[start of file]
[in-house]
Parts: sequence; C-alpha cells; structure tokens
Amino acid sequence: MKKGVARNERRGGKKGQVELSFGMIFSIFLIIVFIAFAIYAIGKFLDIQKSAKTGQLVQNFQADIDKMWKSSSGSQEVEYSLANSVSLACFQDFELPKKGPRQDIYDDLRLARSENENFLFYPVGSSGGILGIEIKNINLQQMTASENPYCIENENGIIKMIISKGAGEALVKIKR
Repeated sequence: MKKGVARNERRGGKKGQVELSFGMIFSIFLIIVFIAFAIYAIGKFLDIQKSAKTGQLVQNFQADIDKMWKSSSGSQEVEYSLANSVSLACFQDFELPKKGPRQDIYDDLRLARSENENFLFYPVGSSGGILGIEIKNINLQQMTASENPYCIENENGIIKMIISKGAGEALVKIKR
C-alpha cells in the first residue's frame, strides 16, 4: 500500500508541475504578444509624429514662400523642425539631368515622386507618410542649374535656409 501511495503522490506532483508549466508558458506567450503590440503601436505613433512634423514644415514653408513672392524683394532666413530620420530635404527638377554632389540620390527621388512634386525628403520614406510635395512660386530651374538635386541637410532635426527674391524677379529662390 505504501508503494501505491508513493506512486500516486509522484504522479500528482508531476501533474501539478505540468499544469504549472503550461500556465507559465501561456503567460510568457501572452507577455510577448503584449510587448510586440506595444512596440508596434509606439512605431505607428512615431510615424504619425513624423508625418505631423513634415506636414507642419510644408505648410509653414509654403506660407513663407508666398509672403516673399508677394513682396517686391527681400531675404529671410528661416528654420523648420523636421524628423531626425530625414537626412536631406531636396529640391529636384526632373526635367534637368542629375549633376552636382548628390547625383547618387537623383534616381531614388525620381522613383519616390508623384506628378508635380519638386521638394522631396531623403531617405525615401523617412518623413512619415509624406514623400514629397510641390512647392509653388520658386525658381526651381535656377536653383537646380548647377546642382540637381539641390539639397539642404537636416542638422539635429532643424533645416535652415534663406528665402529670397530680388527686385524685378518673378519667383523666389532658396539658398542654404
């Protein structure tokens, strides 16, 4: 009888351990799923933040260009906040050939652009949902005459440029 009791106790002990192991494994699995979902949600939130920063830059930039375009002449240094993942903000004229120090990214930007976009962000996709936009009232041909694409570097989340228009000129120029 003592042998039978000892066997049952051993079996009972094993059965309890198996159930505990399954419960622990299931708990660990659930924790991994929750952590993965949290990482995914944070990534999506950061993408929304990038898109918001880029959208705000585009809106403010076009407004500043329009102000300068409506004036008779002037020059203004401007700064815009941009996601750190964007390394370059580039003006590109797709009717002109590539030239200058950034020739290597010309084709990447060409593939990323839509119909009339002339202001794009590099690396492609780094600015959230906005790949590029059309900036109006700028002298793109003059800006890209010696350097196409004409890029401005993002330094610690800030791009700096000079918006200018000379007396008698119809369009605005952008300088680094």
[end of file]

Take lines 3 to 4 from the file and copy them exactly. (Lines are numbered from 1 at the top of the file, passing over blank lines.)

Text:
Amino acid sequence: MKKGVARNERRGGKKGQVELSFGMIFSIFLIIVFIAFAIYAIGKFLDIQKSAKTGQLVQNFQADIDKMWKSSSGSQEVEYSLANSVSLACFQDFELPKKGPRQDIYDDLRLARSENENFLFYPVGSSGGILGIEIKNINLQQMTASENPYCIENENGIIKMIISKGAGEALVKIKR
Repeated sequence: MKKGVARNERRGGKKGQVELSFGMIFSIFLIIVFIAFAIYAIGKFLDIQKSAKTGQLVQNFQADIDKMWKSSSGSQEVEYSLANSVSLACFQDFELPKKGPRQDIYDDLRLARSENENFLFYPVGSSGGILGIEIKNINLQQMTASENPYCIENENGIIKMIISKGAGEALVKIKR